It’s a chill start to Thursday with temperatures starting out in the teens on the upper mountain and 20s at the base. We will see mostly sunny skies with highs warming into the 30s on the upper mountain and 40s at the base. The gusty winds have finally fallen off.
Friday through Sunday we expect mostly sunny skies each day with a slow warming trend as a weak high-pressure ridge builds over the West.
Highs into the 40s on Friday to near 50 degrees at the base. Then 50s at the base and 40s above 8000 ft. Sat-Sun. The winds look to be lighter through Saturday. Sunday we could see increasing southwest winds with ridgetop gusts up to 50-60+mph by afternoon, possibly affecting a few upper mountain lifts.
Monday we should stay dry during the day with mostly sunny skies and some high clouds possible later in the day. Ridgetop winds could increase to 60-70+ mph from the southwest, which could continue to affect some exposed upper mountain lifts. Highs may cool into the 40s.
Tuesday – Wednesday Snow Showers:
By Tuesday we still expect a large trough to dig into the West. That should continue the gusty winds as well as bring in even colder air and maybe some showers on the southern edge of the storm track.
Highs could dip into the 30s for Tuesday with snow levels near to below the base. That could bring some snow showers to the mountain. The snow showers could move in as early as Monday night and could possibly linger into Wednesday before clearing.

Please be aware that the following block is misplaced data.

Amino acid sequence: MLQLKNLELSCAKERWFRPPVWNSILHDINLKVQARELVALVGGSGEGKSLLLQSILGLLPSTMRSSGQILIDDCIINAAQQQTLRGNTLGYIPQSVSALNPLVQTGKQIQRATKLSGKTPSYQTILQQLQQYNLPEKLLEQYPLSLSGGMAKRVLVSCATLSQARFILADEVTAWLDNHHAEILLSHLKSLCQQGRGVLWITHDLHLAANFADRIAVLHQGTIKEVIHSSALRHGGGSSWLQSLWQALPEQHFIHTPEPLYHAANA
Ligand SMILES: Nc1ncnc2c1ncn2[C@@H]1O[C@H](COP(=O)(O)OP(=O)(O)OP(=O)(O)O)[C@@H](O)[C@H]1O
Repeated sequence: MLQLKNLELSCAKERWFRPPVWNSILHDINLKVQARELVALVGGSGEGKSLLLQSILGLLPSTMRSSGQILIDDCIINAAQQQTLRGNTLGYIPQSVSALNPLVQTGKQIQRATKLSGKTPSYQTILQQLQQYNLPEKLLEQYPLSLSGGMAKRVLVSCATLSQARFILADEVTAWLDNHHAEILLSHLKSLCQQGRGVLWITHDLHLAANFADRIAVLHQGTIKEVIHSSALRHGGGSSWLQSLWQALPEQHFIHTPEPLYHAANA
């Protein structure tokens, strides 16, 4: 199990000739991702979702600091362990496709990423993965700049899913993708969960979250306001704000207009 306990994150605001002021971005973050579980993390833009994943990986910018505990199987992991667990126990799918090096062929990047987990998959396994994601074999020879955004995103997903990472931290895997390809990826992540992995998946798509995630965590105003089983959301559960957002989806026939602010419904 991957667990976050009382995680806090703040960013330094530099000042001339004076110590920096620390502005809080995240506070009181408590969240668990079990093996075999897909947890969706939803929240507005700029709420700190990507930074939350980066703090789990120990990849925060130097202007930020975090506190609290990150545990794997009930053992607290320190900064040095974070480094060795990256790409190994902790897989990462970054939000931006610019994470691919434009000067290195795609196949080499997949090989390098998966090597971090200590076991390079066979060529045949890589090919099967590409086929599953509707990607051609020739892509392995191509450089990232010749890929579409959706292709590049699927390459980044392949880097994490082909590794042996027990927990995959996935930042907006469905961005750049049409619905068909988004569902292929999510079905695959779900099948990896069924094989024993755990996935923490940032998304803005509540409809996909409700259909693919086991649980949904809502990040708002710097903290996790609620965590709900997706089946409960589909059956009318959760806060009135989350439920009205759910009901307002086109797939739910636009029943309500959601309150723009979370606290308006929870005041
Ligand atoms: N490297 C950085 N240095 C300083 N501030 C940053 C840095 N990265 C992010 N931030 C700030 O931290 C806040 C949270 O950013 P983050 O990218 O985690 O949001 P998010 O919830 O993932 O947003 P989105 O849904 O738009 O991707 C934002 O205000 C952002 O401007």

The latest model runs keep most of the heavier precipitation to our north through Wednesday, with some light precipitation amounts reaching the northern Sierra. We’ll continue to watch the trends over the next few days to see if we could pick up a few inches of fresh snow on the mountain.
The long-range models continue to suggest that troughing is near or over the West Coast through most of the period through the 26th. That could keep the door open to additional systems possibly tracking through northern CA and bringing us some precipitation. The spring models are terrible at forecasting specific storms so we won’t try to speculate anything beyond 7 days, just that the pattern could remain unsettled.
The ensemble mean models suggest that above-average precipitation is possible for the Pacific NW into northern CA through the period, with Tahoe on the edge between above-average precip to the north and below-average to the south. We’ll continue to watch the trends and will keep an eye out for any systems that could possibly bring more than just snow showers and light accumulations to the mountain.
Beyond the 26th, the long-range models suggest that high pressure builds in over the West Coast through the end of April. That could bring a prolonged drier and milder pattern.